Although industry bodies have defined responsible investment and the various approaches described above, words like “responsible” and “sustainable” can be subjective and open to interpretation. Many people have their own ideas about what these words mean, and that is particularly evident in dialogues around fossil fuels. For some, an RI fund should exclude oil and gas companies. For others, an RI fund should engage with oil and gas companies to promote environmental stewardship, since selling an oil stock does not change the demand for oil.
These two examples — exclusion and engagement — are both legitimate responsible investment strategies. Deciding between the two simply comes down to what the investor wants to achieve. (See my previous column for more on this topic).
It gets even more difficult with terms like “ethical investing” and “moral money,” since ethics and morals are inherently subjective. This subjectivity leads to confusion when people use the same words to mean different things
In addition to complexity and subjectivity, there is also fragmentation, particularly with respect to ESG disclosures. There is currently no standardized disclosure framework for responsible investment funds to make ESG-related claims. The result is that it’s hard for advisors and investors to compare RI funds in a simple format.
The market needs standardization, and that means it also needs convergence. The industry needs to converge around common frameworks and common definitions. On this front, the CFA Institute is in the process of developing an ESG disclosure standard for investment products, which is scheduled to be released in November of this year. The Institute’s framework will play a vital role in promoting convergence in the industry.
However, the CFA Institute will stop short of creating a label or providing assurance that a fund has met certain criteria or performance thresholds. That is why the RIA is currently exploring a fund certification model that would leverage the CFA’s disclosure framework as an input, while also creating a label to show that a fund has met minimum ESG criteria. Together, the CFA’s global ESG disclosure framework and a Canadian RI fund certification could significantly reduce the fragmentation, complexity and subjectivity described above, which would go a long way to reducing confusion and promoting confidence in the market. I should note that this certification is not a forgone conclusion, and its fruition depends on support from a critical mass of industry participants. The RIA’s discovery process will continue well into 2022 and we will keep our members apprised of developments.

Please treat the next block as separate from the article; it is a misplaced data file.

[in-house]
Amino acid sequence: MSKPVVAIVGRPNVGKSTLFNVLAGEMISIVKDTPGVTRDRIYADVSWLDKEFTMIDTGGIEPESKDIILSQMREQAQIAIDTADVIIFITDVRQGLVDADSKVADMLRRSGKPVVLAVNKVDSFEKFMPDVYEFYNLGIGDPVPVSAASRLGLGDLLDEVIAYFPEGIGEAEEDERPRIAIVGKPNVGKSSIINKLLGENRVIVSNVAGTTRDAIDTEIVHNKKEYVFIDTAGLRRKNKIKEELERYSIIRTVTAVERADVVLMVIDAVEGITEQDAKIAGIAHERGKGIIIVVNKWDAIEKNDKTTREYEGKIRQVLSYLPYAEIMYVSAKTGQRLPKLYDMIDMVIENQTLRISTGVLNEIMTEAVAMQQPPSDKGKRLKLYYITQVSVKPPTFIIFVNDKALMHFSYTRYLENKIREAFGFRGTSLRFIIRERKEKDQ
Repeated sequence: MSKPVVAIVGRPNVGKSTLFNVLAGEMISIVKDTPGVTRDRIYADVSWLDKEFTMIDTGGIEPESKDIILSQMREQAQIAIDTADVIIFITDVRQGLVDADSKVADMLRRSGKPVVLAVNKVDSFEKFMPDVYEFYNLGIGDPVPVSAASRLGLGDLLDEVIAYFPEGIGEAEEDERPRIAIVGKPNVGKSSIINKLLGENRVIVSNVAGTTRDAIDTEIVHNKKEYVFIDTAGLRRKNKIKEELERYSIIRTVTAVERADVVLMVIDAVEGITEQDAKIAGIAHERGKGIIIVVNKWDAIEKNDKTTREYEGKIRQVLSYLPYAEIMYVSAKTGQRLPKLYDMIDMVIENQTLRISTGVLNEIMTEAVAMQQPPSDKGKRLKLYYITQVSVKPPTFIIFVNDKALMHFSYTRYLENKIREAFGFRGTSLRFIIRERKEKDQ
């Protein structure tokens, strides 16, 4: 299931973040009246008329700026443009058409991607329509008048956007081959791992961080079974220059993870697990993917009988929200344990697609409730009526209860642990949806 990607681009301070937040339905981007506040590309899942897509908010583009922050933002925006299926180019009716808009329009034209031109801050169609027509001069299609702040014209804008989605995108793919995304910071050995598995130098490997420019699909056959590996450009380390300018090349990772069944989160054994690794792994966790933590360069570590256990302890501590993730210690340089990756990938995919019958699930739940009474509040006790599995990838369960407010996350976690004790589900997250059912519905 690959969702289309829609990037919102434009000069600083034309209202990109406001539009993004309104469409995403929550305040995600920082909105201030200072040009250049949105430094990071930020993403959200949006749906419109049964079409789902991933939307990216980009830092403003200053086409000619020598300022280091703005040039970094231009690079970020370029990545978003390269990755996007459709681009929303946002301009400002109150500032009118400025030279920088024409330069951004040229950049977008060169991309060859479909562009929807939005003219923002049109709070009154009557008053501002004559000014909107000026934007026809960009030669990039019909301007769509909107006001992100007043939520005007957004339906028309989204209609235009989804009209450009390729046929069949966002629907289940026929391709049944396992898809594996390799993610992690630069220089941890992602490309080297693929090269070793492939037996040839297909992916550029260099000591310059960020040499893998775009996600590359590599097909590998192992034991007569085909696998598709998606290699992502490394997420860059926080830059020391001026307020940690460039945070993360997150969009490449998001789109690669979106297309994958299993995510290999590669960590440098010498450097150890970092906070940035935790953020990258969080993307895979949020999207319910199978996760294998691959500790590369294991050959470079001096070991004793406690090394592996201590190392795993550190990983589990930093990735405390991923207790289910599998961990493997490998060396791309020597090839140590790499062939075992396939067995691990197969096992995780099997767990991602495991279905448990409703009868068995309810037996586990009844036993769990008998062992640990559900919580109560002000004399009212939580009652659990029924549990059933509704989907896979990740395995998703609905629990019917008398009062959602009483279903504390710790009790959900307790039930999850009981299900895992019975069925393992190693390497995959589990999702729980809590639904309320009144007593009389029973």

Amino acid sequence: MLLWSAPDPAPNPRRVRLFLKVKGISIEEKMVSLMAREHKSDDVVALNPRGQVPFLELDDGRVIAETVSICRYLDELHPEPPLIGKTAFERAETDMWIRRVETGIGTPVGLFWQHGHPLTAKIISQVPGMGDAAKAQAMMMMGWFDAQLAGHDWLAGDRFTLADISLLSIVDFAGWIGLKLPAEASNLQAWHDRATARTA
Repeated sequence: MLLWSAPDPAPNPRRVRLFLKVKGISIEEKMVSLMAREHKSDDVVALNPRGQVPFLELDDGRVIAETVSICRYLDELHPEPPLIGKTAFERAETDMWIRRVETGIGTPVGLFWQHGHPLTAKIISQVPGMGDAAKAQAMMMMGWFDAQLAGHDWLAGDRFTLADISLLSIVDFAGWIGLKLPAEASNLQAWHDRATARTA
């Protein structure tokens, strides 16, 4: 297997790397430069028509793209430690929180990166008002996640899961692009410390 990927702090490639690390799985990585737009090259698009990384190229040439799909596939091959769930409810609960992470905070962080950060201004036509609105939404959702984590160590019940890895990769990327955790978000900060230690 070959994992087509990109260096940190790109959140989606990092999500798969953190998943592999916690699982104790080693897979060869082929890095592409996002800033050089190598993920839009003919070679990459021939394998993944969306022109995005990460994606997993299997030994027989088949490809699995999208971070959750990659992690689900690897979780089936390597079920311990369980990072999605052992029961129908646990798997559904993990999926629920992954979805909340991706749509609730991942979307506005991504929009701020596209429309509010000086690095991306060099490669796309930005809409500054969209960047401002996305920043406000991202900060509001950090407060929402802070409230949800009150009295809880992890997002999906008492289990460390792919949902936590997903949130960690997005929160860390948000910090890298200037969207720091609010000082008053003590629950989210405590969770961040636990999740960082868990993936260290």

In the meantime, here are some useful tips for advisors who are navigating the ESG space. This is certainly not an exhaustive list, but it’s a good start.
- Development – The first and most important step is to acquire knowledge of ESG issues and the RI market. Advisors who are interested in taking a course can do so via the RIA Digital Academy, which has enrolled over 2,000 investment professionals to date.
- Strategy and process – Gain an understanding of a fund company’s strategy and process for incorporating ESG factors into investments. Determine how the fund manager performs ESG analysis and which of the RI approaches (listed above) they use.
- Voting – Check to see how a fund company votes at annual meetings. Do they vote in favour of leading ESG practices? Is their messaging consistent with their votes? Voting records are often published online.
- Engagement – Does the fund company engage directly with issuers to encourage leading ESG practices?